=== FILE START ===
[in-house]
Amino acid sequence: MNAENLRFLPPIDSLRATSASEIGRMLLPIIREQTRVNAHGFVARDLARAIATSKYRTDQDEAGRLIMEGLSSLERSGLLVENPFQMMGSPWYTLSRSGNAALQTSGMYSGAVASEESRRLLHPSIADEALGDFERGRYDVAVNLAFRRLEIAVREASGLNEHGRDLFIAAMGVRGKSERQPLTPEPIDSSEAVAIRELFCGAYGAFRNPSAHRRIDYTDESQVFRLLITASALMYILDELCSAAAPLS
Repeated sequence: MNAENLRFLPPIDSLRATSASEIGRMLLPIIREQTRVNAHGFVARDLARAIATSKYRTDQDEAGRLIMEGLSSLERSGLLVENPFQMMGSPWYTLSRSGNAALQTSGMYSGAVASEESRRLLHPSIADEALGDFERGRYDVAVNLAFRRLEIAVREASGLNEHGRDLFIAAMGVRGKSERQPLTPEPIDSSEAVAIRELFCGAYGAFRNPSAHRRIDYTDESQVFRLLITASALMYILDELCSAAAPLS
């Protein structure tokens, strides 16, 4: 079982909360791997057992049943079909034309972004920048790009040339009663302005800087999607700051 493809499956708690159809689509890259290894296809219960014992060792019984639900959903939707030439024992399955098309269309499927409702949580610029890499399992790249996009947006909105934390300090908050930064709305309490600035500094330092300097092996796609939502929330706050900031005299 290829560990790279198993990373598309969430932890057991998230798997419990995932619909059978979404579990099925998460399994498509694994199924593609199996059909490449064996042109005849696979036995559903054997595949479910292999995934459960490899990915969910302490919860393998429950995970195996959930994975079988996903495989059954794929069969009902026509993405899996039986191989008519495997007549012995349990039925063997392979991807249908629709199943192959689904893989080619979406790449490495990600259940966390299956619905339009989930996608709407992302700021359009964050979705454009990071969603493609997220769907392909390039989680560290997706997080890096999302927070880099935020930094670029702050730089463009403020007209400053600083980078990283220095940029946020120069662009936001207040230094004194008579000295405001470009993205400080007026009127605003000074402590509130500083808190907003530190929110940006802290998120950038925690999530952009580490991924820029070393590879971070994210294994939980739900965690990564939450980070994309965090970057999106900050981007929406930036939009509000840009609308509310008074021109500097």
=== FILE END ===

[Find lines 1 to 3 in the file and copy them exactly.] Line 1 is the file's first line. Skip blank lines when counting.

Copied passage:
[in-house]
Amino acid sequence: MNAENLRFLPPIDSLRATSASEIGRMLLPIIREQTRVNAHGFVARDLARAIATSKYRTDQDEAGRLIMEGLSSLERSGLLVENPFQMMGSPWYTLSRSGNAALQTSGMYSGAVASEESRRLLHPSIADEALGDFERGRYDVAVNLAFRRLEIAVREASGLNEHGRDLFIAAMGVRGKSERQPLTPEPIDSSEAVAIRELFCGAYGAFRNPSAHRRIDYTDESQVFRLLITASALMYILDELCSAAAPLS
Repeated sequence: MNAENLRFLPPIDSLRATSASEIGRMLLPIIREQTRVNAHGFVARDLARAIATSKYRTDQDEAGRLIMEGLSSLERSGLLVENPFQMMGSPWYTLSRSGNAALQTSGMYSGAVASEESRRLLHPSIADEALGDFERGRYDVAVNLAFRRLEIAVREASGLNEHGRDLFIAAMGVRGKSERQPLTPEPIDSSEAVAIRELFCGAYGAFRNPSAHRRIDYTDESQVFRLLITASALMYILDELCSAAAPLS